Article 388–2 fcc allows for the appointment of an ad hoc administrator in a wide range of other family law matters when the interests of the child and their parent(s) conflict. However, it is debated whether the ad hoc administrator can only represent the child who is not a party to proceedings or only the child who is a party to proceedings. In principle, as emphasised by Gouttenoire (2006), the ad hoc administrator can act in cases in which children are a party but do not have the capacity to represent themselves, thus should be represented by their legal representative, but due to a conflict of interests cannot be. This would include proceedings in which the child has the (exclusive) right to establish or contest maternity or paternity (Art. 325 and 327 jo. 328, fcc or Art. 334, fcc), child protection proceedings (Art. 375, fcc), proceedings for the revocation of a simple adoption (Art. 370–1, fcc), and proceedings on the grandparent’s right of access and visitation (Art. 371–4, fcc). On the other hand, an ad hoc administrator can also be appointed in cases where children are not a party to the proceedings, as has been implicitly accepted by the Cour de Cassation (1ère Chambre civile, 23 février 1999 (Bull. n°66)) and in legal doctrine (Gouttenoire, 2006; Fédération nationale des administrateurs ad hoc, 2009). This means that it is possible for the appointment of an ad hoc administrator in proceedings concerning parental authority and in divorce or separation proceedings, e.g. on custody, visitation or access (Gouttenoire, 2006; Grevot, 2010).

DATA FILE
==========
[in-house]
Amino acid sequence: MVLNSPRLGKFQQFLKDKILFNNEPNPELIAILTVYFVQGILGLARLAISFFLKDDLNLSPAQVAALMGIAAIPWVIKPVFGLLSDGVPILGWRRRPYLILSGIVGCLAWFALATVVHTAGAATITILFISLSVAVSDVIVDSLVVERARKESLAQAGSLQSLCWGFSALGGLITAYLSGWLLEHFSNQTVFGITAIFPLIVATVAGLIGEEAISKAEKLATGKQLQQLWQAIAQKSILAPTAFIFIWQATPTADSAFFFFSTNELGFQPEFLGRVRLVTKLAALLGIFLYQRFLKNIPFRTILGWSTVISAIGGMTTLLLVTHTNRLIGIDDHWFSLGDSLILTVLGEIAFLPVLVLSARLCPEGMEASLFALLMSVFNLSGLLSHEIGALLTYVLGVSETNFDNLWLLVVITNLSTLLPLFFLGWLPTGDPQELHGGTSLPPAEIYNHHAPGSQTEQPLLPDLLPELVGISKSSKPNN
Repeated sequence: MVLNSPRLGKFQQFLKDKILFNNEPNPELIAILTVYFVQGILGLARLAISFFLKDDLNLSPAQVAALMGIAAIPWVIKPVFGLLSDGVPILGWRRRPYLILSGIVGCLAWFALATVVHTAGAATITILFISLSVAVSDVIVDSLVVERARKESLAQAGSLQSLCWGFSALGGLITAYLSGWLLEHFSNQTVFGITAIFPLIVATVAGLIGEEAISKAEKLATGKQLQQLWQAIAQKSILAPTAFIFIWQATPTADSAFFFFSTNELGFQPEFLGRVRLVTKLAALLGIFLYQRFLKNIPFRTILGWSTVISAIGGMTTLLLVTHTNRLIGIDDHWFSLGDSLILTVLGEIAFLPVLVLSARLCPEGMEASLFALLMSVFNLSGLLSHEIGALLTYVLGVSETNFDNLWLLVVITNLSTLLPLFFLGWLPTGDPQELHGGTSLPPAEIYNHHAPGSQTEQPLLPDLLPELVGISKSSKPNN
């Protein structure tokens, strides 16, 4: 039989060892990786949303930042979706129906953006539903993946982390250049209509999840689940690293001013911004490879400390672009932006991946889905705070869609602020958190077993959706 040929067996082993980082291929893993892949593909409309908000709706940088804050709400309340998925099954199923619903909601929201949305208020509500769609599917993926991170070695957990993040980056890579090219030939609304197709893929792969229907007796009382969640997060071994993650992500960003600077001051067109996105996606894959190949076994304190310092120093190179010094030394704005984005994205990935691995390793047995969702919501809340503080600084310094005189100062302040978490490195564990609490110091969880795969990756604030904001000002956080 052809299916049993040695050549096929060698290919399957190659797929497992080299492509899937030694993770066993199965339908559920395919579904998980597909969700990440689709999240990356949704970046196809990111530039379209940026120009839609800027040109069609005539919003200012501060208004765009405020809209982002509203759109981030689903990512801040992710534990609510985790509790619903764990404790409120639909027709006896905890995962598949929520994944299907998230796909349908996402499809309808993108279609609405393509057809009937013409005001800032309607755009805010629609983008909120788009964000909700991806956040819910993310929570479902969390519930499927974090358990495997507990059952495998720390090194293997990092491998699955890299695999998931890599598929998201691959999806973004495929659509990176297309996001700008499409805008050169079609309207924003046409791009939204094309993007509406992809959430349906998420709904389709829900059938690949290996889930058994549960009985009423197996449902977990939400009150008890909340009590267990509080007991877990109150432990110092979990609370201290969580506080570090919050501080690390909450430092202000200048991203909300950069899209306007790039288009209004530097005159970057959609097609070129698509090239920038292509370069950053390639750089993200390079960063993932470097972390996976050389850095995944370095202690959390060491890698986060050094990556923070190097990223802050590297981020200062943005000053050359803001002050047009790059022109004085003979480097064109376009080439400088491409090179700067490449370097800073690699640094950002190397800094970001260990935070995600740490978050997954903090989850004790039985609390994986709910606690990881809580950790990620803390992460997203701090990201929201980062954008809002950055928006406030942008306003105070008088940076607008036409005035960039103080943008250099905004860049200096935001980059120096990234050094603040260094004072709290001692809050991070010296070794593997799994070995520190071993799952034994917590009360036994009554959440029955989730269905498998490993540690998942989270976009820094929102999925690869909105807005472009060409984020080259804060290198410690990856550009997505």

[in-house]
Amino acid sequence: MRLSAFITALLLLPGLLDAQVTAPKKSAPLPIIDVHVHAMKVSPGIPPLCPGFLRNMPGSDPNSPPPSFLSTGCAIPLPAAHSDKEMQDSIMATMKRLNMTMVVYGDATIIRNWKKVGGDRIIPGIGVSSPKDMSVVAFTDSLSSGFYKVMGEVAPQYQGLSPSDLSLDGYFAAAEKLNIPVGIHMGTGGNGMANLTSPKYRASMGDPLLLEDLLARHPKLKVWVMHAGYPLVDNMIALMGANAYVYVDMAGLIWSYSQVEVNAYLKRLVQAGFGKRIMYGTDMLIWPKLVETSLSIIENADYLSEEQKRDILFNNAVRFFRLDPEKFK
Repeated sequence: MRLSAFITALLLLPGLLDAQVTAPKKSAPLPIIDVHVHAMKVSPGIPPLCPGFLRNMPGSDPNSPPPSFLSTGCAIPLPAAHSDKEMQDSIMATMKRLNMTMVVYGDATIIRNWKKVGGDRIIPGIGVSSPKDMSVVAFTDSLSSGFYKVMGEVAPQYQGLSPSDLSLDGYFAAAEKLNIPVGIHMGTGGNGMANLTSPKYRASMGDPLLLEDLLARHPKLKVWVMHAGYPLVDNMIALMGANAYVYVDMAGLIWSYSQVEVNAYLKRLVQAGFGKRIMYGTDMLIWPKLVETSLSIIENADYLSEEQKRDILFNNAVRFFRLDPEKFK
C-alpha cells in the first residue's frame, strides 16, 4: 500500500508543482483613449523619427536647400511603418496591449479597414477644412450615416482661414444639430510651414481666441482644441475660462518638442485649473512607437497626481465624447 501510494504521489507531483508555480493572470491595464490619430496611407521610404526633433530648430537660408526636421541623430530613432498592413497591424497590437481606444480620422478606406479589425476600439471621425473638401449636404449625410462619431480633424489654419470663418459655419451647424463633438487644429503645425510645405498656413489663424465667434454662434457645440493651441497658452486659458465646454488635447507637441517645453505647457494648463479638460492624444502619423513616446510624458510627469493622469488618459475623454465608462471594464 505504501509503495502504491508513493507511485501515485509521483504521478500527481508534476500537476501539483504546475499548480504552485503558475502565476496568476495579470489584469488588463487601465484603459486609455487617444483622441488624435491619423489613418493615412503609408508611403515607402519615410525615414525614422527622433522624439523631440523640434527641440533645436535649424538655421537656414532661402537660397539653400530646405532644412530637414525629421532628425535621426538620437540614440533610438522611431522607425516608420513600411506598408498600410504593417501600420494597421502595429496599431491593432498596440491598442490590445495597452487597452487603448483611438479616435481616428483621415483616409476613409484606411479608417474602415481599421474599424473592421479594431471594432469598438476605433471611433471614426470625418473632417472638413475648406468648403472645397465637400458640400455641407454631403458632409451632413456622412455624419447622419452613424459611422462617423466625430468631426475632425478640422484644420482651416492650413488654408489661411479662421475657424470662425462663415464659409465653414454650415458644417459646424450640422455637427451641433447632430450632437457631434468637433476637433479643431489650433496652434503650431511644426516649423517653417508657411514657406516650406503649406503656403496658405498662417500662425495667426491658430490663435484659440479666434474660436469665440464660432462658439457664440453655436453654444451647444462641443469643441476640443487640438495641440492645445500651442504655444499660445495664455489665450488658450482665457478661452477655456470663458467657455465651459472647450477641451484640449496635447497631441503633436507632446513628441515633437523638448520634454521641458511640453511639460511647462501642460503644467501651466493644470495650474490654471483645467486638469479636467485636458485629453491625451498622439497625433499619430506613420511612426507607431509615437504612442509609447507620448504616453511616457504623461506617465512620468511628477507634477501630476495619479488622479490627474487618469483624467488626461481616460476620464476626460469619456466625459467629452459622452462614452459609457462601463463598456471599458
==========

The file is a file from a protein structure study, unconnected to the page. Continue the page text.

The children’s lawyer can represent the child in a variety of family law matters whether the child is a party or not. In child protection proceedings, to which the child is a party (Art. 375, fcc), the child with discernment has the right to appoint a children’s lawyer following Art. 1186, French Code of Civil Procedure (Code de procedure civile; hereafter fccp). The same applies to the revocation of a simple adoption (Art. 370–1, fcc). Even if the child is not a party to the proceedings, but does have the right to be heard, Art. 388–1, fcc allows for the child to be assisted by a children’s lawyer. This includes proceedings within the framework of parental authority, divorce, or international child abductions.
4.2.3 The Netherlands